As protestors gathered near a French base outside the capital Niamey, Niger’s military administration launched a new verbal salvo at France, accusing Paris of “blatant interference” by supporting the country’s deposed president.
President Mohamed Bazoum, a French ally whose election in 2021 had raised hopes of calm in the volatile country, was detained by members of his security on July 26.
Relations with France, the country’s former colonial power and ally in its fight against militants, went swiftly downhill after Paris stood by Bazoum.
Comments by French President Emmanuel Macron in support of Bazoum “constitute further blatant interference in Niger’s domestic affairs,” regime spokesman Colonel Amadou Abdramane said in a statement read on nationwide TV.
The Sahel state is also embroiled in a standoff with the West African bloc ECOWAS, which has threatened to intervene militarily if diplomatic pressure to return the elected Bazoum to office fails.
On Monday, Macron said, “I call on all the states in the region to adopt a responsible policy.”
France, he said, “supports (ECOWAS’) diplomatic action and, when it so decides, (its) military” action, he said, describing this as “a partnership approach.”
On Friday, Macron paid further tribute to Bazoum, praising his “commitment, action and courage”.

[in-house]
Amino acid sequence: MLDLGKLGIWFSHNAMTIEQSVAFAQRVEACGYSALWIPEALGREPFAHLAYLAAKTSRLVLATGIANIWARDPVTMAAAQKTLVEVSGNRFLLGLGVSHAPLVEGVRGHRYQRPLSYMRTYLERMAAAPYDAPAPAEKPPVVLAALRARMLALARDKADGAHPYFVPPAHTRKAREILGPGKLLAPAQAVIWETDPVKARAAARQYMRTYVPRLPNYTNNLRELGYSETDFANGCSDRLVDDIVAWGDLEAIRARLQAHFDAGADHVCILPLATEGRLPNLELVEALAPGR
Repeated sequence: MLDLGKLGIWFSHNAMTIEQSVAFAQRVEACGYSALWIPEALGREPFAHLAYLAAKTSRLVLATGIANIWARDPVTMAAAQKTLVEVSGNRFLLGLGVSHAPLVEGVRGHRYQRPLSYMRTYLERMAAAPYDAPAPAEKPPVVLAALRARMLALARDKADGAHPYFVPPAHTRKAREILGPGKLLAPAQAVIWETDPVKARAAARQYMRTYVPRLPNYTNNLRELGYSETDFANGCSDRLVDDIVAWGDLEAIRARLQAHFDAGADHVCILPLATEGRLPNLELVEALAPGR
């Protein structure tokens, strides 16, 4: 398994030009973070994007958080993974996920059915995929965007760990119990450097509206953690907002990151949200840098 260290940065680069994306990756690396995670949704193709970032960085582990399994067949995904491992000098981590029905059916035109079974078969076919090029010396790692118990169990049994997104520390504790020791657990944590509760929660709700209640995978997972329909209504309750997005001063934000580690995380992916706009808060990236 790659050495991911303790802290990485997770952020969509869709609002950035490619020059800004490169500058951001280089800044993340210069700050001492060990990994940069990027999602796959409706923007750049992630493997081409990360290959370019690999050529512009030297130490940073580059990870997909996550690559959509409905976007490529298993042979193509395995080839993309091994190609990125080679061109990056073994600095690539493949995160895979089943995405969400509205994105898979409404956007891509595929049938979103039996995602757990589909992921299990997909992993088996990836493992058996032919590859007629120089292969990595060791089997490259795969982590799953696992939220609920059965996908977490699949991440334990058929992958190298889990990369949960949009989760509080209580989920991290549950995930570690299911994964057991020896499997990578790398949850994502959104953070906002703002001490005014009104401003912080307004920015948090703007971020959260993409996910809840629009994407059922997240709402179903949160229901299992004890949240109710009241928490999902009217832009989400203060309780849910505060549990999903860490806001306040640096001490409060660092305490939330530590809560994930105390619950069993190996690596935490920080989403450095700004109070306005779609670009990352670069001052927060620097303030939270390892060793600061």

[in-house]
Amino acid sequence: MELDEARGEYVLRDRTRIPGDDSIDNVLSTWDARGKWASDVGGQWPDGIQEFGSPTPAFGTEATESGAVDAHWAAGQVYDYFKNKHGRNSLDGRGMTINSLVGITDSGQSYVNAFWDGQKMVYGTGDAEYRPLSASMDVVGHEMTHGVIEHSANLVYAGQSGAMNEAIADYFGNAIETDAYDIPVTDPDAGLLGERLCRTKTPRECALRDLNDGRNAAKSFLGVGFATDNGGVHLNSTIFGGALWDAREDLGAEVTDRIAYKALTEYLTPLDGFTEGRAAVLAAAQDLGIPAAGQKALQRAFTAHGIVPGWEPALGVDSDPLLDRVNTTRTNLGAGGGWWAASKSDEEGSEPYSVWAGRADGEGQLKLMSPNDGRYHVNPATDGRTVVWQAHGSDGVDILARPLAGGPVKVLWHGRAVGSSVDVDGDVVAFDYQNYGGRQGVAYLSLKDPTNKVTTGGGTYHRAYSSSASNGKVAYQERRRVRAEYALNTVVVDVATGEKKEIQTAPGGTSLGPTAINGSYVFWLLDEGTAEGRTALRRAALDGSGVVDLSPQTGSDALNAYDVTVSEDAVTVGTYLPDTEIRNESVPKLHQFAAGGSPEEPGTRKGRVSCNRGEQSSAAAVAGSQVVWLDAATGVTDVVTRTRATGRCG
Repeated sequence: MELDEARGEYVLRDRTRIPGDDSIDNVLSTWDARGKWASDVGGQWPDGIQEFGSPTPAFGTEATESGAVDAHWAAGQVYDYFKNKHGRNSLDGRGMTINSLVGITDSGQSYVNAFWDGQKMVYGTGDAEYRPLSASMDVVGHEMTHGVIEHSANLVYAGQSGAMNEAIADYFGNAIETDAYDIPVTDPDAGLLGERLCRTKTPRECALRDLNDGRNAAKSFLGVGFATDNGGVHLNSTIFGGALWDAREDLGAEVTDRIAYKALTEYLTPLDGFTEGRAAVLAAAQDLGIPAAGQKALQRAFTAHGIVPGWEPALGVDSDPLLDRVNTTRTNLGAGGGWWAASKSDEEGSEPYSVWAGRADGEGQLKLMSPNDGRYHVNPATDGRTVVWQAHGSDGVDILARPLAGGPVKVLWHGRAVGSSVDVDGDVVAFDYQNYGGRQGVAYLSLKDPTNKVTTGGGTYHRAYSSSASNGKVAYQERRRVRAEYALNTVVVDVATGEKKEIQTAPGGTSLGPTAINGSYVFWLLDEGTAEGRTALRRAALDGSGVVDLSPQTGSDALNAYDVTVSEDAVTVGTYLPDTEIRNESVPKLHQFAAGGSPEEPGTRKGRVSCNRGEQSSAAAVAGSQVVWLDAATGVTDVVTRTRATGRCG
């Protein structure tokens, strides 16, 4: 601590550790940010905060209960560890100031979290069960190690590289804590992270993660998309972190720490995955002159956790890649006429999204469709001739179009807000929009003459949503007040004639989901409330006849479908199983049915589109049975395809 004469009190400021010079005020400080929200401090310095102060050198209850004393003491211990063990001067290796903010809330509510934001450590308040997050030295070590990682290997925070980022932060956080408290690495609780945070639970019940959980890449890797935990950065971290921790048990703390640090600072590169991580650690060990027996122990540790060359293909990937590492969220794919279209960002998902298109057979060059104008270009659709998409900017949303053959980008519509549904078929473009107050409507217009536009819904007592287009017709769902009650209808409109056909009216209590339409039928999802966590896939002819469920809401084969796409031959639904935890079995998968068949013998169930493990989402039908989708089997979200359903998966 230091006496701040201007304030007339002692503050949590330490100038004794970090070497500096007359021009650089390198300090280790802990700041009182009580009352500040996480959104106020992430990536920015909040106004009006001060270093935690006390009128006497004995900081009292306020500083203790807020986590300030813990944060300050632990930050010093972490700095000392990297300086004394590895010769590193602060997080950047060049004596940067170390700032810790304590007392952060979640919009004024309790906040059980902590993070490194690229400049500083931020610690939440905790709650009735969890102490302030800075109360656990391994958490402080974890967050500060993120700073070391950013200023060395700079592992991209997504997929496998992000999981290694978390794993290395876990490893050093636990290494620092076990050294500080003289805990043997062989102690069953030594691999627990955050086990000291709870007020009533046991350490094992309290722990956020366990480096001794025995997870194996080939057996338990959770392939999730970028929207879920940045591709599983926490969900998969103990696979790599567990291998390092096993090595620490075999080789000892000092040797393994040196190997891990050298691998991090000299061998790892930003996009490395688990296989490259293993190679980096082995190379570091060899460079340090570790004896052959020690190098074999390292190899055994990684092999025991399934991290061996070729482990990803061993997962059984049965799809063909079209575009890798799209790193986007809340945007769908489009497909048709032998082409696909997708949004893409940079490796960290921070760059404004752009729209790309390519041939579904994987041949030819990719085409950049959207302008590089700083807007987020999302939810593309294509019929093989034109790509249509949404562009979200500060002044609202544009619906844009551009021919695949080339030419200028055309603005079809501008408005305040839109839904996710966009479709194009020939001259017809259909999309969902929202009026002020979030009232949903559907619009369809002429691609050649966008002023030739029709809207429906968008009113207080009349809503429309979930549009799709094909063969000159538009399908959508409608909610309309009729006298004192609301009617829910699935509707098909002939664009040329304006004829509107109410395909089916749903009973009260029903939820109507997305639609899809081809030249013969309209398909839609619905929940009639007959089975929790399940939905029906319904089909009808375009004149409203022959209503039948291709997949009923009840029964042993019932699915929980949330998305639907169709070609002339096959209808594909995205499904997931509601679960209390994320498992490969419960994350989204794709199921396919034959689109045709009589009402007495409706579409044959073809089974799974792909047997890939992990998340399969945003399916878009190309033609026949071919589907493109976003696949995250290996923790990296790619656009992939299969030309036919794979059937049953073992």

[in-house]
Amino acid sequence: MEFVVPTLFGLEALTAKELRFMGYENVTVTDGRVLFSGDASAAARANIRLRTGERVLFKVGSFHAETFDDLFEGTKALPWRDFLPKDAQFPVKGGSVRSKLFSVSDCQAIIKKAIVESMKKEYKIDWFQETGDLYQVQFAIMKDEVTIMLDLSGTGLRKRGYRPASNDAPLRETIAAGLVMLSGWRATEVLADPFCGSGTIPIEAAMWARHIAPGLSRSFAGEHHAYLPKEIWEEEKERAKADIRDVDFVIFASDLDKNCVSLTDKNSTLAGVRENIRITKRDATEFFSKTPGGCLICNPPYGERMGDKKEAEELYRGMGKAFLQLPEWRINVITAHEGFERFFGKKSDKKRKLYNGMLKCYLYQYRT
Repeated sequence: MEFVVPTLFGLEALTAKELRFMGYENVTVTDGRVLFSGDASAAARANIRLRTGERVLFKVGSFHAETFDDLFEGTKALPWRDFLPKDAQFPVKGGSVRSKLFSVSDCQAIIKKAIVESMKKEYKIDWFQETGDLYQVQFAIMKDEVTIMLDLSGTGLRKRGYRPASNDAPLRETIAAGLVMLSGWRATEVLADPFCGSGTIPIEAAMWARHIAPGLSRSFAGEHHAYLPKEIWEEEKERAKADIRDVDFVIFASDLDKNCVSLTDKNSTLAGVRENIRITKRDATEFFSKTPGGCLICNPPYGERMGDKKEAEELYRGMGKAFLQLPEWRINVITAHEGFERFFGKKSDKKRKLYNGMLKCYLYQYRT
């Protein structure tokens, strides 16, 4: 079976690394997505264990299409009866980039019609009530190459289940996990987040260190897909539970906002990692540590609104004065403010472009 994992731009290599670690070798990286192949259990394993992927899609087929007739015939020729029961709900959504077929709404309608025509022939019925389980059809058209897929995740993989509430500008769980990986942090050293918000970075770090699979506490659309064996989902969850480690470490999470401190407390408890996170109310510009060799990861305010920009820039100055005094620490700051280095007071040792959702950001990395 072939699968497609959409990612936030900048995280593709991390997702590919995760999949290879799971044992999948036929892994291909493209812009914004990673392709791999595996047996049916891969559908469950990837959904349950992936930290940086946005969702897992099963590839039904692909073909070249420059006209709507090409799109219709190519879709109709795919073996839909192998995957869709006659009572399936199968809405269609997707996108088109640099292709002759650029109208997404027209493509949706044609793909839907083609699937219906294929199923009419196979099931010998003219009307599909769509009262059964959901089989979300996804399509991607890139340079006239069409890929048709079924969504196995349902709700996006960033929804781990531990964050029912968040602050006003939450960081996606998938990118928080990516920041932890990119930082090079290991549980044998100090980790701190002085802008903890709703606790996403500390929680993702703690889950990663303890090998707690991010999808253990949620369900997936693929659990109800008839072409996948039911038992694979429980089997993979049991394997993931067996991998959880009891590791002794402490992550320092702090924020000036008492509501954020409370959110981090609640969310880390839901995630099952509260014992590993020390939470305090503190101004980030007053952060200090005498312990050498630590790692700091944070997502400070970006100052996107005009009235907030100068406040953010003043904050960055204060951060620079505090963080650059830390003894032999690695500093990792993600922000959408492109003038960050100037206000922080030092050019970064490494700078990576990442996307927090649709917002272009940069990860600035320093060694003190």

He dismissed Niger’s rulers as having “no legitimacy” and insisted France would make its decisions with regard to Niger “on the basis of exchanges with President Bazoum”.
Abdramane said, “Mr. Macron’s comments and his unceasing efforts in favor of an invasion of Niger aim at perpetuating a neo-colonial operation against the Nigerien people, who ask for nothing more than to decide its own destiny for itself.”
Abdramane said Niger’s “differences” with France “do not touch on the relationship between our peoples, or on individuals, but on the relevance of the French military presence in Niger.”
On August 3, the regime denounced military agreements with France, a move that Paris has ignored on the grounds of legitimacy.
The agreements cover different timeframes, although one of them dating from 2012 was set to expire within a month, according to military leaders.
France has around 1,500 troops in Niger, many of them stationed at an airbase near the capital, who are deployed to help fight a bloody insurgency.
Thousands of people on Friday gathered outside the base to demand the troops leave.
The three-day “sit-in” has been organized by the M62, a coalition of civil groups opposed to the French military presence in Niger.
“France must leave and she will leave, because Niger is not her home,” said an M62 leader, Falma Taya.